In February I joined Shared Lives South West. I made the move to create a change, but after 5 months it was clear that our aspirations were not well enough aligned to continue the journey together.
I’m going to be writing a series of mini-blogs to capture the challenges of changing to a way of organising that is more participative and distributes control, but also shares the personal lessons I have taken away. I want to do this to complement the many tales of success, and because I believe that transparency is critical for learning, and to move to a new, more values led, purposeful health and care system.
I want to do this to complement the many tales of success, and because I believe that transparency is critical for learning…
I’m lucky enough to be surrounded by amazing individuals in the Q Reimagining Health and Care SIG that will bring their own real life experiences to bear on the some lessons I have learnt.
An exciting opportunity
But first a little bit of context. I saw the opportunity to work with Shared Lives as second to none. Here was an organisation that not only had a staff team, but 240 individual, self-employed carers. In Shared Lives, a young person or adult who needs support or a place to live moves in with or regularly visits an approved Shared Lives carer. What a perfect opportunity to take an organisation that was already community based, but that could be taken to be truly strengths-based and values-led, based on a networked organisational structure with authority moved down to the best levels of decision making.
I started at the end of January 2018. You can read about my reflections on my first few months in a blog post here. When I started there were the usual high and lows of change. We got off to a really positive start however, identifying some really important goals that the staff team cared about, and I felt truly inspired by the success of this.
Around the third month we started to reach some real tensions between the aspirations and the reality of change.
Around the third month we started to reach some real tensions between the aspirations and the reality of change. The very real capacity issues with people’s time, and perhaps more acute, the lack of ‘headspace’ to consider the organisational issues we were having to tackle – and the sense that once you pulled one string, another would unravel.
It would be fair to say that there was the whole range of reactions to this from yeah, let’s do it to just, please make some decisions! Now, this range of reactions needed to be ‘held’. The natural people to hold these reactions would be the managers because in an existing hierarchy, eyes tend to look to the manager to provide answers – especially about organisationally-focused issues.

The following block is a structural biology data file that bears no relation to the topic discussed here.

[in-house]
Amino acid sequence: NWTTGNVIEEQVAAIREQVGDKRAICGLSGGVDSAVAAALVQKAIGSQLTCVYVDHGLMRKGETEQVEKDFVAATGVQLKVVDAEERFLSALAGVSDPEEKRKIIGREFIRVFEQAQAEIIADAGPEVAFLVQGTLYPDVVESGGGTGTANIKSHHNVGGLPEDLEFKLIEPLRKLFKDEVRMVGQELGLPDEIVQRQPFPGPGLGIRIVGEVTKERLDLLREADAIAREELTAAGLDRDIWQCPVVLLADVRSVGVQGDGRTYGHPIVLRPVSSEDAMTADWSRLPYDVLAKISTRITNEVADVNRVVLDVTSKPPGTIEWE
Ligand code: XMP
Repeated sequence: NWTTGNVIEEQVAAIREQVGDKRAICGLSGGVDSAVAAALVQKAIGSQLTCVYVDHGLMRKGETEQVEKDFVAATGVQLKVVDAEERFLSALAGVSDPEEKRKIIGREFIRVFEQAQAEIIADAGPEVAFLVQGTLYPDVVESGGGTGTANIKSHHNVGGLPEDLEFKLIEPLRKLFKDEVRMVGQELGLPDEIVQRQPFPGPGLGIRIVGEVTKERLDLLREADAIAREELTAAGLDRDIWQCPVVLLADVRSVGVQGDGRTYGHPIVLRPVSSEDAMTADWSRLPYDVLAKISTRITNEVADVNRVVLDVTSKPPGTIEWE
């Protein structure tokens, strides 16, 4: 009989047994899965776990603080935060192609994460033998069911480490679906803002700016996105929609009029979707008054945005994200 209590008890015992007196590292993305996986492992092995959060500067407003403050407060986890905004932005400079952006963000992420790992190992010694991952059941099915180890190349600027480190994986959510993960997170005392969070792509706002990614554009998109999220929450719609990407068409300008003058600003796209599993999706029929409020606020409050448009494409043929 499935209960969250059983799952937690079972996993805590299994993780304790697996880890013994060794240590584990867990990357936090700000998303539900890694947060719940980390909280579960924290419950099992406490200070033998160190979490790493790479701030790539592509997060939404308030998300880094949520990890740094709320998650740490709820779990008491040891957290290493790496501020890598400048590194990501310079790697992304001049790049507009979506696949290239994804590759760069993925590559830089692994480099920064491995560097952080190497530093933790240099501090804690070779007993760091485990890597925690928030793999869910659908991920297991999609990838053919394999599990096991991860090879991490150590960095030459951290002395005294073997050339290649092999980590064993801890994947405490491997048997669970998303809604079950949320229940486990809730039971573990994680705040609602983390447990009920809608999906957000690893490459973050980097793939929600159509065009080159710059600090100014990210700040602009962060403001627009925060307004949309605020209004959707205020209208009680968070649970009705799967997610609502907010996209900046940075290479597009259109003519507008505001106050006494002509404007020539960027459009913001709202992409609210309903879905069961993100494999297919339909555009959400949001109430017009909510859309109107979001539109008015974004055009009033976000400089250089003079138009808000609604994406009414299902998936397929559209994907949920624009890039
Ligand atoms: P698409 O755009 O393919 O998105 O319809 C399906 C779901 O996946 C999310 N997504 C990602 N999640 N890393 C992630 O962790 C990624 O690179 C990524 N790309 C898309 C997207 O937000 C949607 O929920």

New ways of working
But I hadn’t treated the managers as managers. They were, of course, part of the network that is the organisation, but I hadn’t treated the management team as the place where all these decisions were to be naturally taken. Instead I had questioned this. So combined with the circulation of the influential book Reinventing Organisations (pdf of book here). I think it is also fair to say that some of the managers were finding it difficult to understand what their new roles entailed and felt unsupported.
At the same time I had started to engage groups of carers about the future. The meetings were set up in two halves. One to tackle any issues that collectively the carers felt strongly about, the second to talk about what was really strong about them in their role as carers. On the whole I found these meetings incredibly inspiring – there are some amazing people out there in our communities, quietly getting on with changing the world, in their own way, in small steps.
…there are some amazing people out there in our communities, quietly getting on with changing the world, in their own way, in small steps.
During this time I was continuing to listen, but the gap between this, the managers and the trustees was, in the end, too wide and we decided that the distance between our aspirations was too large to continue together. This was a very sad moment for me and so part of the reason for this blog is also a personal goodbye to the opportunity I no longer have.
Learning from tension
Overall, whilst we had to part ways, I have taken a lots of positives from the experience. The discovery of Shared Lives as this amazing model of care, the amazing staff and carers I met – and also the fact that a number of the team have been in contact saying they are sorry I had to leave and welcomed the fresh approach, means we may yet see an emergence in new ways of working.
As with any situation in life, it’s never one sided. It always takes two to tango and so there are lessons on both sides. I will own the lessons I will take away as those I need to adapt to in any future circumstance and situation.
In the upcoming blogs I will discuss the following tensions:
- Tension 1 – pace vs patience
- Tension 2 – organisational vs team or individual starting points
- Tension 3 – starting with problems vs starting with strengths
- Tension 4 – permission vs stepping in
- Tension 5 – uncertainty vs wellbeing (getting the stretch just right)
- Tension 6 – status and control vs listening to everyone
Then finish on a quick look at my thoughts on the necessary
building blocks of change.